Law and Practice

1. Introduction

1.1 Current Outlook and Recent Changes

The primary legislation regulating gambling activities in Malta is the Gaming Act 2018 (Chapter 583 of the Laws of Malta) (the "Gaming Act"). This primary piece of legislation has been further augmented by a series of ancillary legislative instruments, encompassing both regulations and directives.

The Gaming Act was amended during 2023, where wording was introduced in order to emphasise that as a principle of public policy no action shall lie against a licensed operator and/or current and/or former officers and/or key person of such licensed entity for matters relating to the provision of a gaming service or against a player for the receipt of such gaming service if such action conflicts with or undermines the legality of the provision of the gaming service in or from Malta by virtue of a licence issued by the Malta Gaming Authority (MGA, or the "Authority") and relates to authorised activity which is lawful in terms of the Gaming Act and other applicable regulatory instruments. As a result of this, a court of law in Malta shall refuse recognition and/or enforcement in Malta of a foreign judgment or decision given regarding an action as mentioned above.

2. Jurisdictional Overview

2.1 Online

All types of gaming are permitted to be offered online under the Maltese regime, as long as the necessary authorisation is obtained from the MGA. The Maltese regime considers four types of games.

  • Type One gaming services: these are games of chance wherein participants play against the house. The outcome is ascertained by a random number generator and encompasses casino-style offerings, inclusive of roulette, blackjack, baccarat and poker when contended against the house, as well as lotteries, secondary lotteries and virtual sports competitions.
  • Type Two gaming services: these refer to games of chance where participants play against the house, but the outcome is not determined randomly. Instead, it is contingent upon the result of an external event or competition unrelated to the game of chance. The operator mitigates its risk by adjusting the odds presented to the participant.
  • Type Three gaming services: these are games of chance wherein participants do not play against the house. The operator does not bear the gaming risk but accrues revenue via a commission or other fees based on either the stakes or the prize. This category includes player-versus-player games such as poker and bingo, betting exchanges and other games that generate revenue through commissions.
  • Type Four gaming services: this category pertains to controlled skill games, in particular fantasy sports.

2.2 Land-Based

All types of gaming are permitted to be offered through gaming premises under the Maltese regime, as long as the necessary authorisations are obtained from the MGA. Land-based casinos require a concession from the government of Malta apart from the authorisation from the MGA, and certain lotto products are subject to a national lottery licence, which is granted after an international public tender and the issuing of a concession from the government of Malta.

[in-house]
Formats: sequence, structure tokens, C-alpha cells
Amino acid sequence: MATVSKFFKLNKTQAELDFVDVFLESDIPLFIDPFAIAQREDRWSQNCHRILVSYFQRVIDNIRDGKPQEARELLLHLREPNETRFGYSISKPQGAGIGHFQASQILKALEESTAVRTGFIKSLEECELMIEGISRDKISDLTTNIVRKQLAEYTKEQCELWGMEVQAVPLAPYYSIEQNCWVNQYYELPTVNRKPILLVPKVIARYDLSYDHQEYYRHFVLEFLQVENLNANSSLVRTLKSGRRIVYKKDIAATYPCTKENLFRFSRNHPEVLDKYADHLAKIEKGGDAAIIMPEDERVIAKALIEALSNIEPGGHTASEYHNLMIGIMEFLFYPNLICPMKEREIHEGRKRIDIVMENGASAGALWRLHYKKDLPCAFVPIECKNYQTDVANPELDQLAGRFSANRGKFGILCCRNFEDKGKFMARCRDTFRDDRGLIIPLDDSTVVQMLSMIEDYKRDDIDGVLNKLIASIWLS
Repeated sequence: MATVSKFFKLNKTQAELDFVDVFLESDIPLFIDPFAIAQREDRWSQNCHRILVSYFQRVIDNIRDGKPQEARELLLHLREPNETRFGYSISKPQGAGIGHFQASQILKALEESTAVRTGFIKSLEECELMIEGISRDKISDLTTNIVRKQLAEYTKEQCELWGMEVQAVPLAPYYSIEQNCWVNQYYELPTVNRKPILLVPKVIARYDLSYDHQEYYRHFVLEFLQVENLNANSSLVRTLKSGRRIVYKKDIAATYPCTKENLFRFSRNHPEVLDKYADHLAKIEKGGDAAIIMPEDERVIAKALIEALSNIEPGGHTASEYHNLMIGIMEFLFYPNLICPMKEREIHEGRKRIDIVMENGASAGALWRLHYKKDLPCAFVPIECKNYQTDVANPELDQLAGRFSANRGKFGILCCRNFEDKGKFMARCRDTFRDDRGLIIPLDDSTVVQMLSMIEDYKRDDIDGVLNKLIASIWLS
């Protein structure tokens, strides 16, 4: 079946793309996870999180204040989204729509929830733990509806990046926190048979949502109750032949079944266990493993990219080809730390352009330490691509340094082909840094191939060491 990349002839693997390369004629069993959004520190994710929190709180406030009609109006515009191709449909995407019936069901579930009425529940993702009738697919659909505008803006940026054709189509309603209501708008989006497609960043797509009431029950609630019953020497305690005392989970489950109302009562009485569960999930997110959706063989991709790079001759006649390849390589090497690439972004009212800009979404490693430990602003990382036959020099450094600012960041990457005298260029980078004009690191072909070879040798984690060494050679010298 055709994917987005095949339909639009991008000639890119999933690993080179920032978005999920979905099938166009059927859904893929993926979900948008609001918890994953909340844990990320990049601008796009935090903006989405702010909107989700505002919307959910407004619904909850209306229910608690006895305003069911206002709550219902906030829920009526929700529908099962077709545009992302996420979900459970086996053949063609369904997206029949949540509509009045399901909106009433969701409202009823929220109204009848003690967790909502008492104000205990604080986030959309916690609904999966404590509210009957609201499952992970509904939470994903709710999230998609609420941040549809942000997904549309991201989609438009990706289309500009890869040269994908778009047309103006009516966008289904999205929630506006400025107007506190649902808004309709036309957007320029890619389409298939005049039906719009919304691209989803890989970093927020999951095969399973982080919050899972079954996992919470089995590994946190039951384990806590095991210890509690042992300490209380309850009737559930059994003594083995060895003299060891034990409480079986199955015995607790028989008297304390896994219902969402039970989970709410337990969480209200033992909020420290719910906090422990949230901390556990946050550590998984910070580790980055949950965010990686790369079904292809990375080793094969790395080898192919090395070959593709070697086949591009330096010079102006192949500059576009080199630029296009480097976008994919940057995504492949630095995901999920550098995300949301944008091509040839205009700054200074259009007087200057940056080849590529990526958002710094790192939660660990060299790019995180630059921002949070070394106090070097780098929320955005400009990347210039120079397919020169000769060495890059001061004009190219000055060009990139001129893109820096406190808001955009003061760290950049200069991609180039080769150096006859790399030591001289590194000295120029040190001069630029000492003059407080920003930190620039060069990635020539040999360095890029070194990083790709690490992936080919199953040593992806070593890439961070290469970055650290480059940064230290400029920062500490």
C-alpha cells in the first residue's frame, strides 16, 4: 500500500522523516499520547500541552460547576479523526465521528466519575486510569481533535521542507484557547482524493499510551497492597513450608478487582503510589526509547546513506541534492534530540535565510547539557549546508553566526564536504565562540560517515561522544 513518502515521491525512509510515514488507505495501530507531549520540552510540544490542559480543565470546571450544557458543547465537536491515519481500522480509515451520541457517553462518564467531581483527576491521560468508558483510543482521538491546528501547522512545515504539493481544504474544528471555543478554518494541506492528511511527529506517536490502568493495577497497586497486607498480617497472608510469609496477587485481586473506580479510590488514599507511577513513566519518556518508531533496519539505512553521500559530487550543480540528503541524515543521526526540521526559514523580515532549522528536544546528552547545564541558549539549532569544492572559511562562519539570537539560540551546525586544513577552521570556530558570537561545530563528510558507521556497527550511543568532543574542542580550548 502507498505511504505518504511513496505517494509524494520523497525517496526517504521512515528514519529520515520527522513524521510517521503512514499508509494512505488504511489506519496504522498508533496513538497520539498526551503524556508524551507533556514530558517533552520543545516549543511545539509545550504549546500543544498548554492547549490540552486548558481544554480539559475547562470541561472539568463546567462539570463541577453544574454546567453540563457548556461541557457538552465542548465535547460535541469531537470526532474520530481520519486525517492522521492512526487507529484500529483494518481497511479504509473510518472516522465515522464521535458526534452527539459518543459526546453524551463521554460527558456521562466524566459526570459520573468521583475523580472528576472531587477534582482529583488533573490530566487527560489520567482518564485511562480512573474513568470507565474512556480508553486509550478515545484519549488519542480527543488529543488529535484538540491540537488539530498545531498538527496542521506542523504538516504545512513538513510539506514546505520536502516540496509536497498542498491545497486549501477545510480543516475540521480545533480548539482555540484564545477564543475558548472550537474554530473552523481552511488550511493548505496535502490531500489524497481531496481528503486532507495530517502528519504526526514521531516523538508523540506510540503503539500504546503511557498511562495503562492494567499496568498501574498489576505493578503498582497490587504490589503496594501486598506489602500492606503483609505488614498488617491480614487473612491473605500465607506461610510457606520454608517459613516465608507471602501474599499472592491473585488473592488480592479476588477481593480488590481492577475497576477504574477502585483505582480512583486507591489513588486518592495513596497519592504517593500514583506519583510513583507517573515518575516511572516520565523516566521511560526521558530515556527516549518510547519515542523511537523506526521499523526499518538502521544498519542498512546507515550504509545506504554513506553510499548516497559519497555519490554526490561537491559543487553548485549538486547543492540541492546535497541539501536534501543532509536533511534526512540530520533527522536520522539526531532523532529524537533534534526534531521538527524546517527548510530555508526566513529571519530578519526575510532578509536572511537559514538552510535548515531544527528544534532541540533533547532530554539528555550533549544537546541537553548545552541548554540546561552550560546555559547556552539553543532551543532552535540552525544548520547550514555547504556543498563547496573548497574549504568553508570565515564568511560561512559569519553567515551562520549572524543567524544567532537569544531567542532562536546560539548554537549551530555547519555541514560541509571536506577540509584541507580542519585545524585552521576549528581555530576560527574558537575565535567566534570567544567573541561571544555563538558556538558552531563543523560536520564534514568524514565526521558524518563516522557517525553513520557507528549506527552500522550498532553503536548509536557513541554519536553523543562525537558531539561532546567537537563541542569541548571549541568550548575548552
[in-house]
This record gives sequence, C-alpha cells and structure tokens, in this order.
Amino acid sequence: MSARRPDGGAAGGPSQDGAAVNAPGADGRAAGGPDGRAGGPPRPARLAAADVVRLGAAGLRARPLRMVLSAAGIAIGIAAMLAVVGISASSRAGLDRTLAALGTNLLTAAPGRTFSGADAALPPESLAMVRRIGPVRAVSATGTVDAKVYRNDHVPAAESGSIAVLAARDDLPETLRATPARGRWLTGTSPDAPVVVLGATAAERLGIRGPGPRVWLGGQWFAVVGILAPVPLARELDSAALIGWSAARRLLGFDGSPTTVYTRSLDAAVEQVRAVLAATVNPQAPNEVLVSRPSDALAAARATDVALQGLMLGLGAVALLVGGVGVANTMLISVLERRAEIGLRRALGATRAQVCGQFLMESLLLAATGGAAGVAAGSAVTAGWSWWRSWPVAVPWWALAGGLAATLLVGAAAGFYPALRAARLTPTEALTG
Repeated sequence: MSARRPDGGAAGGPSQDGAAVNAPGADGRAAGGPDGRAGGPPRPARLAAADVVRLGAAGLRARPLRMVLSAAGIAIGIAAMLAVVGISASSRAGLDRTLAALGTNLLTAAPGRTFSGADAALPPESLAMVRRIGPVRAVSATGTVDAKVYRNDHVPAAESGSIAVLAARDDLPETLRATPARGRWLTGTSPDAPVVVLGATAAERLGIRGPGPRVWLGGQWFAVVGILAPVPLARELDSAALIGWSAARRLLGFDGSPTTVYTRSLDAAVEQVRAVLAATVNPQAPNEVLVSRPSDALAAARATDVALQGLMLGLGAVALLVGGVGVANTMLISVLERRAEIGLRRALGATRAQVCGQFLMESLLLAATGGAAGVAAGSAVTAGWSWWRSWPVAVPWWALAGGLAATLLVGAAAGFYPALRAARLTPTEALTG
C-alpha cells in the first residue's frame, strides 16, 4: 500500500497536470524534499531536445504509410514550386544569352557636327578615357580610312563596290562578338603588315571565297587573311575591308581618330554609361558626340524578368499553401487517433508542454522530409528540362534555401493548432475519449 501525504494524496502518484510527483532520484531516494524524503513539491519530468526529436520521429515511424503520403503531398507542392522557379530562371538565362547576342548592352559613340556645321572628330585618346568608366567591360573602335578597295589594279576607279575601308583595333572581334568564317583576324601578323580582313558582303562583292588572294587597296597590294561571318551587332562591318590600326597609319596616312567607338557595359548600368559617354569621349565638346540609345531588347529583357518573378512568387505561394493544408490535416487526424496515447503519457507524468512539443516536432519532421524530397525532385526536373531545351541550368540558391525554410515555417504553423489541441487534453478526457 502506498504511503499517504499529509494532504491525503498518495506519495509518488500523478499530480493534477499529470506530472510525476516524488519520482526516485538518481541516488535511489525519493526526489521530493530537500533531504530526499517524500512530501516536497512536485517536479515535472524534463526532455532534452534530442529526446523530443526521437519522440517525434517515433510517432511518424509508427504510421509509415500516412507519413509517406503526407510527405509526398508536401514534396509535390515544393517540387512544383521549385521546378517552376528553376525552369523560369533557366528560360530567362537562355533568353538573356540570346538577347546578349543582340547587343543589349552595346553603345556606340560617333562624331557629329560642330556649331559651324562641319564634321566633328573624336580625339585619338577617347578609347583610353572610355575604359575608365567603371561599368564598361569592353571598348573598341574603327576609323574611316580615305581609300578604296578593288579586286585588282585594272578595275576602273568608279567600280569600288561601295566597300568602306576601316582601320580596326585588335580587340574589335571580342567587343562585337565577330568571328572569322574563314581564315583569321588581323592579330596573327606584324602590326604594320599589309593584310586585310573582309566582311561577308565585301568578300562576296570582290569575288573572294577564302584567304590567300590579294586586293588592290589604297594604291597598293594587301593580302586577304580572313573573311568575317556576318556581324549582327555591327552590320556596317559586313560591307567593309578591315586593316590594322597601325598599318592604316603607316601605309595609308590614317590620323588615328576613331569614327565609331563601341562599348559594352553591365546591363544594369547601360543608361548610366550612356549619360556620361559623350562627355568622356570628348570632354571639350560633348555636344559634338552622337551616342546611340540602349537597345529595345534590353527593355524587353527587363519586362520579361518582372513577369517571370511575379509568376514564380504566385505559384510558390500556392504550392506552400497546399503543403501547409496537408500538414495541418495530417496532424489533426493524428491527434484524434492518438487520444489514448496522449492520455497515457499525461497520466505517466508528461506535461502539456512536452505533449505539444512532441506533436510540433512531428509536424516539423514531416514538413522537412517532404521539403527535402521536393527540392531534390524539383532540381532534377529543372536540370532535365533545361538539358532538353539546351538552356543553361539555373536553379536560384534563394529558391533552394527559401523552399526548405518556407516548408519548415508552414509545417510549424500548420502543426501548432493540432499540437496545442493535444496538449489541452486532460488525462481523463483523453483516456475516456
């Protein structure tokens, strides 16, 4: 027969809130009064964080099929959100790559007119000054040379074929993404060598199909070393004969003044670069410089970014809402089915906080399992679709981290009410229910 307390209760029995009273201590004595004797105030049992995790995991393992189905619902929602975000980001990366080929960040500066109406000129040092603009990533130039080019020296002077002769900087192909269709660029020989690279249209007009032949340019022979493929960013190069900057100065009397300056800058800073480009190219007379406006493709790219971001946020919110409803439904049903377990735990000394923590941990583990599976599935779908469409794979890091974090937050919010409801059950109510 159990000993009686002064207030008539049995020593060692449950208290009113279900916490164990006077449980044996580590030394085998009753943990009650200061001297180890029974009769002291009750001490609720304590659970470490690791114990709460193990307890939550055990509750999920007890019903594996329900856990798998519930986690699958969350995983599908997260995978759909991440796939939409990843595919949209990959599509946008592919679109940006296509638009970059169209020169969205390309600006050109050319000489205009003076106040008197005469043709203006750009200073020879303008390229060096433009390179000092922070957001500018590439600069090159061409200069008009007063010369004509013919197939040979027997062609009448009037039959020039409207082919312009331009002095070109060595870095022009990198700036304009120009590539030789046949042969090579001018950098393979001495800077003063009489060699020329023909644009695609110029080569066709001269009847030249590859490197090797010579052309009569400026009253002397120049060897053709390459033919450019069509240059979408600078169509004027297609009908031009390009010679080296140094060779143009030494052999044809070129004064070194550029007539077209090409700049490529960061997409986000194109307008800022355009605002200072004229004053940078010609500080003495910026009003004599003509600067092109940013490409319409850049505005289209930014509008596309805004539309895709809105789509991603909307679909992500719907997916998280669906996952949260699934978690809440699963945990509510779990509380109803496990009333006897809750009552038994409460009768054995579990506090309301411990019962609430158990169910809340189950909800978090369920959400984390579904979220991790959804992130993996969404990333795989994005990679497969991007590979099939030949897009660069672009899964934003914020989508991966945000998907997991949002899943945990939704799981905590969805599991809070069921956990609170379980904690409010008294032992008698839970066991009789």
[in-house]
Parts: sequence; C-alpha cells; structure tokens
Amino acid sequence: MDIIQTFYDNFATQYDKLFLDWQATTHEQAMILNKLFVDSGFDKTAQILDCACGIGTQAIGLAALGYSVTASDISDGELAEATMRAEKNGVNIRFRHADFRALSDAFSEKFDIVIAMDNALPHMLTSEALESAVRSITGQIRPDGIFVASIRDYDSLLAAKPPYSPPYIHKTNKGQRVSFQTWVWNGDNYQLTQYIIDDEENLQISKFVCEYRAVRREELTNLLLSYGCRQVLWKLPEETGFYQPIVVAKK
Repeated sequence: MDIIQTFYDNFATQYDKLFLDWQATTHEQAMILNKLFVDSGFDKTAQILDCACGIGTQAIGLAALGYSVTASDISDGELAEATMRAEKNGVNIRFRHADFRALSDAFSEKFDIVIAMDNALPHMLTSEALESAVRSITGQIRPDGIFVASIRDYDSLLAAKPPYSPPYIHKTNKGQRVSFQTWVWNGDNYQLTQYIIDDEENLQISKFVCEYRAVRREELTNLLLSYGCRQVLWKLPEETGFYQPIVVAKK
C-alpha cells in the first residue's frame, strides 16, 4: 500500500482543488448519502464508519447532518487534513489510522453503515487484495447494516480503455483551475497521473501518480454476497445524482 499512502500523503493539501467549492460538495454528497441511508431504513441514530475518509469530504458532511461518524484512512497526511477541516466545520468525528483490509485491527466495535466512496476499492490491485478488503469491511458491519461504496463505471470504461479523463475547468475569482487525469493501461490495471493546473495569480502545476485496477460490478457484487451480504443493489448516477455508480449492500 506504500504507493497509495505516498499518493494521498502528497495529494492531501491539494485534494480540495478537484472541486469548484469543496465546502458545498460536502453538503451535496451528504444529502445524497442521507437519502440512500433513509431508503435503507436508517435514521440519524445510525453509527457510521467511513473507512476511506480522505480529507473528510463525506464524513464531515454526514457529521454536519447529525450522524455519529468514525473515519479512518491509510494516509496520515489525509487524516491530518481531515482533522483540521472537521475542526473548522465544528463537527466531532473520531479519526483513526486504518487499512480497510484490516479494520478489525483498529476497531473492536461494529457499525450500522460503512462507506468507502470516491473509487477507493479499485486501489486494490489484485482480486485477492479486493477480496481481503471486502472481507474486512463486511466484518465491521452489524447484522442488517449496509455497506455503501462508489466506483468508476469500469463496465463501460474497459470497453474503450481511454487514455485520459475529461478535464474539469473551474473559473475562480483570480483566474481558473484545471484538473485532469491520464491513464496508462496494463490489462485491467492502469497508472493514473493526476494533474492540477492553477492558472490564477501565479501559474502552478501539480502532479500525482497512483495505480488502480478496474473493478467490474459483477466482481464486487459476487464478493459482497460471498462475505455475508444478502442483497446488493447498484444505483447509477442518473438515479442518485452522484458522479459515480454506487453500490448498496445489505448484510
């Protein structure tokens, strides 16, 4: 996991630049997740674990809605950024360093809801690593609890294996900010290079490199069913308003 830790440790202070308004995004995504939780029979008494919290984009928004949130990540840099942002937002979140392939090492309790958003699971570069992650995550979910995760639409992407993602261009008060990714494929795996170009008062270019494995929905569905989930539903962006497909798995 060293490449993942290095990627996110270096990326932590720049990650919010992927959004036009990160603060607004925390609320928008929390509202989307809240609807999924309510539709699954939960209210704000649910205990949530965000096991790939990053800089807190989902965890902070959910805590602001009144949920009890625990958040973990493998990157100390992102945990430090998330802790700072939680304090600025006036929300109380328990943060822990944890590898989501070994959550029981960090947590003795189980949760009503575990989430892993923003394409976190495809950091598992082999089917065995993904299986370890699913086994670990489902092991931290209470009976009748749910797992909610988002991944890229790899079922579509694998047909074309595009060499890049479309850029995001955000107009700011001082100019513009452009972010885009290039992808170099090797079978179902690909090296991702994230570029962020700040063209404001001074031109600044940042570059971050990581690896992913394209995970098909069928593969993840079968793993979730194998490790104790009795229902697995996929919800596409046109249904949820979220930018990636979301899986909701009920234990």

3. Legislative Framework

3.1 Key Legislation

The Gaming Act is the primary piece of legislation, supplemented by various regulations, directives and policies. There is a "three tier" framework, as set out below.

Tier One: Main Act

  • Gaming Act 2018.

Tier Two: Secondary Legislation and Regulations

  • Gaming Authorisations Regulations 2018;
  • Gaming Commercial Communications Regulations 2018;
  • Gaming Compliance and Enforcement Regulations 2018;
  • Gaming Definitions Regulations 2018;
  • Gaming Player Protection Regulations 2018;
  • Gaming Premises Regulations 2018;
  • Gaming Licence Fees Regulations 2018;
  • Gaming Tax Regulations 2018;
  • Retention of Data (Malta Gaming Authority) Regulations 2019; and
  • Social Causes Fund Regulations 2018.

Tier Three:  Directives and Other Legally Binding and Non-binding Instruments Issued by the MGA

Directives 2018

  • Directive on Start-Up Undertakings;
  • Player Protection Directive;
  • Gaming Authorisations and Compliance Directive;
  • Directive on the Calculation of Compliance Contribution; and
  • Alternative Dispute Resolution (ADR) Directive.

Directives 2019

  • Gaming Premises Directive (amended in April 2020);
  • De Minimis Games Directive;
  • Gaming Devices Ruling; and
  • Amusement Machines Directive.

Directives 2020

  • VAT Fiscal Receipt Lottery Directive;
  • Low Risk Games in Care and Nursing Homes Ruling; and
  • Directive on the Key Function of the Prevention of Money Laundering and the Financing of Terrorism.

Directives – 2021

  • Non-Profit Games during Political Events Ruling.

Directives – 2022

  • National Lottery Ruling.

3.2 Definition of Gambling

The Gambling Act does not provide a simplified definition of "gambling", instead it provides definitions which form the basis of the gambling framework. Article 2 of the Gambling Act provides the following definitions.

  • "Game" as a game of chance or a game of skill.
  • "Gaming" as an activity consisting in participating in a game, offering a gaming service or making a gaming supply.
  • "Game of chance" as an activity where the outcome of which is determined by chance alone or predominantly by chance and includes activities the outcome of which is determined depending on the occurrence or outcome of one of more future events.
  • "Game of skill" or "skill game" means an activity the outcome of which is determined by the use of skill alone of predominantly by the use of skill, but excludes a sports event unless otherwise established under the Act.